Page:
Welsh + Major retained the sandstone base and masonry first floor, and added a third level, recessed behind the new translucent polycarbonate and steel mesh façade, treated as a veil or skin to the original structure.
Orientated to the south, there’s an even quality of natural light during the day, and at night the concealed lighting creates a lantern effect.
Each townhouse has a slightly different configuration and material palette.
Each one also is different in size, with the family’s home being approximately 200 square metres in area, while the neighbouring unit, also over three levels, is 170 square metres.
For the main residence, materials such as marble appears in the kitchen benches and splashbacks, while the smaller of the two features timber joinery.
However, both express the building’s original structure, with elements such as the perforated steel balustrades for the staircases having an industrial aesthetic.
Welsh + Major worked with heritage architect Stephen Davies from Urbis to ensure as much of the original ‘grain’ was preserved.
Given the owner’s brief included as much natural light as possible, Welsh + Major located two bedrooms and a bathroom at ground level, together with a bathroom and enough space for a single car.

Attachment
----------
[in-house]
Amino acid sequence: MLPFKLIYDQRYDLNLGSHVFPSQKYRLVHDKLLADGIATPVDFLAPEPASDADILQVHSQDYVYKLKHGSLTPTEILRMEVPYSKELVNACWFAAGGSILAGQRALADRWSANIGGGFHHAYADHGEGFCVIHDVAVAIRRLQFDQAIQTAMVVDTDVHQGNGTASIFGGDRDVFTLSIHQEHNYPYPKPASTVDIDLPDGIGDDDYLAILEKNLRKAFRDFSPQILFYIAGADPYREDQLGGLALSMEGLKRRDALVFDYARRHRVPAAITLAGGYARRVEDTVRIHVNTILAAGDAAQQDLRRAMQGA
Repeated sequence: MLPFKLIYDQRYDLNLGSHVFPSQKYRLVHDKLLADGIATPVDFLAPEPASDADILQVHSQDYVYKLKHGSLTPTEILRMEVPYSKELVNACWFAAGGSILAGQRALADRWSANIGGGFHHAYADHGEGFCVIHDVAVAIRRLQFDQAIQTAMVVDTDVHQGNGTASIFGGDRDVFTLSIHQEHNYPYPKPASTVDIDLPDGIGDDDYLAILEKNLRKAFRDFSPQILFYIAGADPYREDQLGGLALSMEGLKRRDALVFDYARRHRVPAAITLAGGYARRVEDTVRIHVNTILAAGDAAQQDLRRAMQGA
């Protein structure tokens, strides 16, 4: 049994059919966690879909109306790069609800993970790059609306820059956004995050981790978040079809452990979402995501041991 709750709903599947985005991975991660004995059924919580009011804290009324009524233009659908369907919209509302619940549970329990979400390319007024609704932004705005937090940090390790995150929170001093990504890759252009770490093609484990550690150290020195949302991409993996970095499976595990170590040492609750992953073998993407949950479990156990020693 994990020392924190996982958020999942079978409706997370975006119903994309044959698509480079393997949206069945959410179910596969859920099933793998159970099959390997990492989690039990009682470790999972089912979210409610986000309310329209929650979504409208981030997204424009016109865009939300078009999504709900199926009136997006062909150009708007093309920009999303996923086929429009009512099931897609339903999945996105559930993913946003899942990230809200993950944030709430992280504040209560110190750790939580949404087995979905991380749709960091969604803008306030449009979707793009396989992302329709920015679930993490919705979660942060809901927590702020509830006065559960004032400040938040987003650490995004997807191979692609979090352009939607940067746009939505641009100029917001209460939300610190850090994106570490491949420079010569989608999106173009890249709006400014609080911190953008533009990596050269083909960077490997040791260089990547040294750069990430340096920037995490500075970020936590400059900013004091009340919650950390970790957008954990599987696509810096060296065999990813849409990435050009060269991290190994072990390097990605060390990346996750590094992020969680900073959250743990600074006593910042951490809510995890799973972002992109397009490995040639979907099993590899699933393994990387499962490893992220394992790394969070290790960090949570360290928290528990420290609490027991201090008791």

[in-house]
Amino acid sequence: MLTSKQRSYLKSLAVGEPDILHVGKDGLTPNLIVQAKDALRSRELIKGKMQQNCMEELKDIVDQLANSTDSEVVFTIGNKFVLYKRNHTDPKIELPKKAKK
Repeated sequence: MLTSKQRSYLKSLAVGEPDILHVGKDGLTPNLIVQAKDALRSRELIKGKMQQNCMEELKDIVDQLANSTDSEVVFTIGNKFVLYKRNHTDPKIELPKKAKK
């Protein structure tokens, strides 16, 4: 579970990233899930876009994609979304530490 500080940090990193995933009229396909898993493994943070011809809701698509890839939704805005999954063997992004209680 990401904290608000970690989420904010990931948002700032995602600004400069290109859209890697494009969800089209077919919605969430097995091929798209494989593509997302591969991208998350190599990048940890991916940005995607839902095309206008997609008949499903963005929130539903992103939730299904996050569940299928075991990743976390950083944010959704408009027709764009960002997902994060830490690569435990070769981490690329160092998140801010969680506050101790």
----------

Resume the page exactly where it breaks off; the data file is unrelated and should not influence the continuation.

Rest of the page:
“Our clients wanted a fairly flexible arrangement of spaces. The car space can be used as a home gym or simply an undercover area for children in more inclement weather,” says Welsh.
On the middle level, connected by the staircase, is the open-plan kitchen, dining and living area, together with a guest bathroom.
On the second level is the main bedroom suite, together with a rooftop garden directly above (a bonus given the restricted plot of land).
This rooftop garden also benefits from views of the Blue Mountains to the west and glimpses of Botany Bay to the south.
The charm of this renovation/virtually new build is in the history that can be seen at every turn.
One can still imagine how goods were once hoisted onto the first floor, although now there are double doors and a balustrade.
Likewise, there’s what Welsh describes as ‘ghost’ signage and layers of paint in different colours expressed on the walls of an adjoining terrace.
The graffiti from squatters and from those partying have also been recorded for prosperity, much of which can be traced back to the 1970s.
Rather than just simply being raw and industrial, the hat factory is now a comfortable home for a family wanting to downsize and be closer to the city.